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FSA censures Park Row

The Financial Services Authority has publicly censured Park Row Associates, a national IFA network, for failing to ensure its sales were suitable and secured customer redress estimated at between £5m and £7.8m.

The FSA has also fined Peter Sprung, the firm’s former chief executive, £49,000 and has withdrawn his approval to perform a controlled function at Park Row.  He has also undertaken not to perform a significant function at any firm for five years.

Between January 2007 and January 2009, a number of serious failings by Park Row were identified in relation to the suitability of its customer advice.  These include:

Failing to ensure that advisers properly evidenced the suitability of sales,

  • failing to ensure advisers offered suitable advice to customers at all times and for all products;
  •  
  • Failing to ensure that its systems and controls were adequate; and
  •  
  • Consistently failing to take action to rectify these failings despite the fact that concerns were highlighted to the firm on a number of occasions.

Peter Sprung was chief executive of Park Row and between January 2007 and January 2009 his conduct fell short of what was expected of a senior manager of an authorised firm.  He failed to take steps to ensure that Park Row and its advisers properly evidenced the suitability of sales and that sales were actually suitable, in particular in relation to pension advice.  

Advisers sometimes provided advice in relation to certain products on which they were not authorised to advise and it was identified that there was a danger that some of them may have selected products based on the fact that they would receive higher commission.  Sprung also failed to ensure that the systems and controls were adequate to manage the risks to the business, and to ensure the suitability of advice through compliance checks.

Margaret Cole, FSA director of enforcement, says: “Park Row failed to take adequate action to address failings in systems and controls to ensure its advisers were giving customers suitable advice, despite the real risk of customer harm.

“The FSA has secured funding estimated at between £5m and £7.8m to ensure that where customers were not given suitable advice, or where Park Row can not demonstrate suitable advice, they will receive redress.

“As chief executive, Peter Sprung was responsible for ensuring that there were appropriate systems and controls at the firm and that it treated its customers fairly.  He failed to do this despite being given the opportunity to do so on a number of occasions.  As a result, he has been fined and can no longer work in a significant influence function for five years.”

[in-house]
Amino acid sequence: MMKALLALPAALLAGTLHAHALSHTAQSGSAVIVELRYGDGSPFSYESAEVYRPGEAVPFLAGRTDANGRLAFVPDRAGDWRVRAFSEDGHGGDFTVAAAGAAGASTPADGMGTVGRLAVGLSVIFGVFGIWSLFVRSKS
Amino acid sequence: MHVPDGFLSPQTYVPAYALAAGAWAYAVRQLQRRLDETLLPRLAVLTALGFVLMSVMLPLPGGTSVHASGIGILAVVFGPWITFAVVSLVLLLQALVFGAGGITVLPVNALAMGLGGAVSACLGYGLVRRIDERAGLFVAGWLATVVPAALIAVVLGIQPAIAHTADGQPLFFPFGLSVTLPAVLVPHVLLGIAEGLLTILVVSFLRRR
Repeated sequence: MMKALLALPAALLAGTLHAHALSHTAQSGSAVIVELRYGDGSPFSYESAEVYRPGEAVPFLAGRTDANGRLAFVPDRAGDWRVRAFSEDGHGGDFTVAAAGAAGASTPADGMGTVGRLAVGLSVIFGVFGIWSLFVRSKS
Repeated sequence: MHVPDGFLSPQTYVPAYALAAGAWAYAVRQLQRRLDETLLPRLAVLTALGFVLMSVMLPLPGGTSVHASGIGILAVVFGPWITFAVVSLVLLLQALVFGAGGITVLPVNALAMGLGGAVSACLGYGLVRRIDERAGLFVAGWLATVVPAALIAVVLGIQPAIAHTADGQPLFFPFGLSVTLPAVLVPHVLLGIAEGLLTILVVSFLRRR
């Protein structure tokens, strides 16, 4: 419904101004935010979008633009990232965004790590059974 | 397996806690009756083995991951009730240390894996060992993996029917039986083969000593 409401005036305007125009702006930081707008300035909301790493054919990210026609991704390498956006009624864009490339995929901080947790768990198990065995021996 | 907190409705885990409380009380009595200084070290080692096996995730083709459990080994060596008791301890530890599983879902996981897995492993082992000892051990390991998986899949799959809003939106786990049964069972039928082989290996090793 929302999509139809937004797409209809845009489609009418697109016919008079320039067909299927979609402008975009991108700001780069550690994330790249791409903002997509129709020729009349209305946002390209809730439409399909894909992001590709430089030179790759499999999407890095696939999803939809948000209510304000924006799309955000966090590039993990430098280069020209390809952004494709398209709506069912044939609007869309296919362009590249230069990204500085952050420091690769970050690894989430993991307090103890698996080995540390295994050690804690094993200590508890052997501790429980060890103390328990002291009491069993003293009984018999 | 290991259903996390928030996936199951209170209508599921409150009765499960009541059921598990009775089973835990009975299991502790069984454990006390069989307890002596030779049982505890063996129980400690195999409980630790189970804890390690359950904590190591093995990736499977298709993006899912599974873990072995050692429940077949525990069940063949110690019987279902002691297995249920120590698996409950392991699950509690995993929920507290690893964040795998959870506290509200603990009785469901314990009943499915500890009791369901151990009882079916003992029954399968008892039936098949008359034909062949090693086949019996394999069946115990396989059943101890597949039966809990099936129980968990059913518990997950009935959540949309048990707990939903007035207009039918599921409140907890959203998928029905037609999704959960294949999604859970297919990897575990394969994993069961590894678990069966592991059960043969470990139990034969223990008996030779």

Once informed of the FSA’s concerns, Park Row co-operated fully with the FSA.  The firm’s breaches were such that the FSA would have imposed a financial penalty of £2.4m were it not for the fact that the firm can not pay such a fine and is currently undertaking an orderly wind-down of its business.  Importantly, the FSA has been able to secure customer redress estimated at between £5m and £7.8m with the support of the firm’s parent company, Royal Liver Assurance Limited.

Sprung also co-operated fully with the FSA and settled at an early stage of the FSA’s investigation and therefore qualified for a 30% discount.  Without the discount, the fine would have been £70,000.  

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  • Richard Moran 25th February 2010 at 2:30 pm

    It wasnt that long ago that ex Park Row advisors were defending their actions and saying how they were being ‘mistreated’ by the FSA when seeking to have their approved person registrations transferred. Well the silence is deafening now… while poor Mr Sprung (who is a genuinely nice guy)carries the can- i suspect a few others should be censored and banned from working in the industry, but that probably wont happen either!!!The real culprits are those that provided the ‘mais-advice’ in the first place-let them pay.

  • Andrew 24th February 2010 at 9:53 pm

    Well, there but for the grace of god go many, I suspect that if the FSA cared to look into the actions of the many smaller firms out there, they would find equally bad practices, fact remains that they do not have the time or manpower to do so!!